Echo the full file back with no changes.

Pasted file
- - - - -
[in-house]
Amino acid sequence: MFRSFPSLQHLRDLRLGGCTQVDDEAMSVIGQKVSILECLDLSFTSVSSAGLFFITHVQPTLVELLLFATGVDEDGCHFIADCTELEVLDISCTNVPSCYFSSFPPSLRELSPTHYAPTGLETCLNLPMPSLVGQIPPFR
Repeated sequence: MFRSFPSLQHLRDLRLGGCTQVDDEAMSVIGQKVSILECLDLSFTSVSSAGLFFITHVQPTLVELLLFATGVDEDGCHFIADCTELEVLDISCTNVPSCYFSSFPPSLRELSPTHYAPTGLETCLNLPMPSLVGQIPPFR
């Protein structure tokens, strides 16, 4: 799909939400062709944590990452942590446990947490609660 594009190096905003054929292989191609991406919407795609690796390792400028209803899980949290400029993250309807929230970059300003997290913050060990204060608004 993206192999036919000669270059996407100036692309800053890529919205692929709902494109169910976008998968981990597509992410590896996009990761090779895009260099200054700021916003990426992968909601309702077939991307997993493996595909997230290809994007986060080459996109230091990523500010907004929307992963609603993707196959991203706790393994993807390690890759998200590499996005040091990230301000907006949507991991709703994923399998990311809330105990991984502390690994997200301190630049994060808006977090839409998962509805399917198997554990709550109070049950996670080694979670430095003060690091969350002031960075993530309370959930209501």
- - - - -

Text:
[in-house]
Amino acid sequence: MFRSFPSLQHLRDLRLGGCTQVDDEAMSVIGQKVSILECLDLSFTSVSSAGLFFITHVQPTLVELLLFATGVDEDGCHFIADCTELEVLDISCTNVPSCYFSSFPPSLRELSPTHYAPTGLETCLNLPMPSLVGQIPPFR
Repeated sequence: MFRSFPSLQHLRDLRLGGCTQVDDEAMSVIGQKVSILECLDLSFTSVSSAGLFFITHVQPTLVELLLFATGVDEDGCHFIADCTELEVLDISCTNVPSCYFSSFPPSLRELSPTHYAPTGLETCLNLPMPSLVGQIPPFR
């Protein structure tokens, strides 16, 4: 799909939400062709944590990452942590446990947490609660 594009190096905003054929292989191609991406919407795609690796390792400028209803899980949290400029993250309807929230970059300003997290913050060990204060608004 993206192999036919000669270059996407100036692309800053890529919205692929709902494109169910976008998968981990597509992410590896996009990761090779895009260099200054700021916003990426992968909601309702077939991307997993493996595909997230290809994007986060080459996109230091990523500010907004929307992963609603993707196959991203706790393994993807390690890759998200590499996005040091990230301000907006949507991991709703994923399998990311809330105990991984502390690994997200301190630049994060808006977090839409998962509805399917198997554990709550109070049950996670080694979670430095003060690091969350002031960075993530309370959930209501």